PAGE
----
Coronavirus: Why your pockets will be affected

The interruption in supply chains caused by the disease could trigger price hikes across several goods imported from China People in downtown Kampala. Experts say no merchandise is coming in from China KAMPALA – The dreaded phrase “out of stock” will soon be on the lips of some traders in town as the Coronavirus keeps global suppliers of essential goods in China under self-quarantining, local traders have warned.

The interruption in supply chains caused by the disease could trigger price hikes across several goods imported from China on the back fast-falling market stocks.

Traders who import their merchandise from China told New Vision recently that in the next few weeks if the disease is not contained, the market is likely to witness gradual hikes across a range of goods such as tiles, kitchen sinks and soap dishes.

Most traders last stocked their warehouses with goods in between December 2019 and January this year, they said.

Last month, Bank of Uganda Governor Emmanuel Tumusiime-Mutebile said although the economic impact due to supply chain disruption resulting from Coronavirus will be of short duration, some sectors could be significantly affected and that “the impact could be larger than anticipated and more persistent.”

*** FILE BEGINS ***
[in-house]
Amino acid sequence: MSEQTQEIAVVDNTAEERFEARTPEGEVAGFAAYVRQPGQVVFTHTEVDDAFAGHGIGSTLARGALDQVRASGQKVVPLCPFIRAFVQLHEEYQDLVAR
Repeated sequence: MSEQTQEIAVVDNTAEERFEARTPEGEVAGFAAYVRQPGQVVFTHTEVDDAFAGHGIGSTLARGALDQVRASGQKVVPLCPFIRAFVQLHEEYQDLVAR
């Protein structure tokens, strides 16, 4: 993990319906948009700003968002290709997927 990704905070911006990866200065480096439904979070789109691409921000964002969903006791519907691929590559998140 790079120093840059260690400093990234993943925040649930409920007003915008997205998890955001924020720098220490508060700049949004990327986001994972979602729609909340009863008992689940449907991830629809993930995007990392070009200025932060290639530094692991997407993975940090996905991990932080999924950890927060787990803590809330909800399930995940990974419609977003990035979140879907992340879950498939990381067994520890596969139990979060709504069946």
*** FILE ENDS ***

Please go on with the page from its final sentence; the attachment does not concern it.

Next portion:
Monthly, statistics from the central bank indicates that Uganda imports goods worth nearly $80m (about sh288b) on average from China. The latest data set, for instance, shows that imports from China grew to $109m in December 2019 from $81.6m in November.

Uganda imports 25% of its goods from China. Nearly, 70% of these are raw materials used to make other products in sectors such as construction and other general goods. This means that the impact of the crisis will stretch on prices of locally manufactured goods.

“Most construction materials used after the construction of houses are got from China such as transparent sheets and raw materials in the local factories. Some of the areas where factories are located in China are not working and all works are on standstill,” William Kaggwa, the secretary-general of the Hardware Traders’ Association, said.

“You find that most containers that were to transport goods are still stuck. Prices of items are slowly going up because the goods are not in the market and demand is peaking,” he added.

As available stocks on the market get used up, there will be too much money chasing the few goods on the market. The pressure on the fewer goods at retail shops will trigger a price […]

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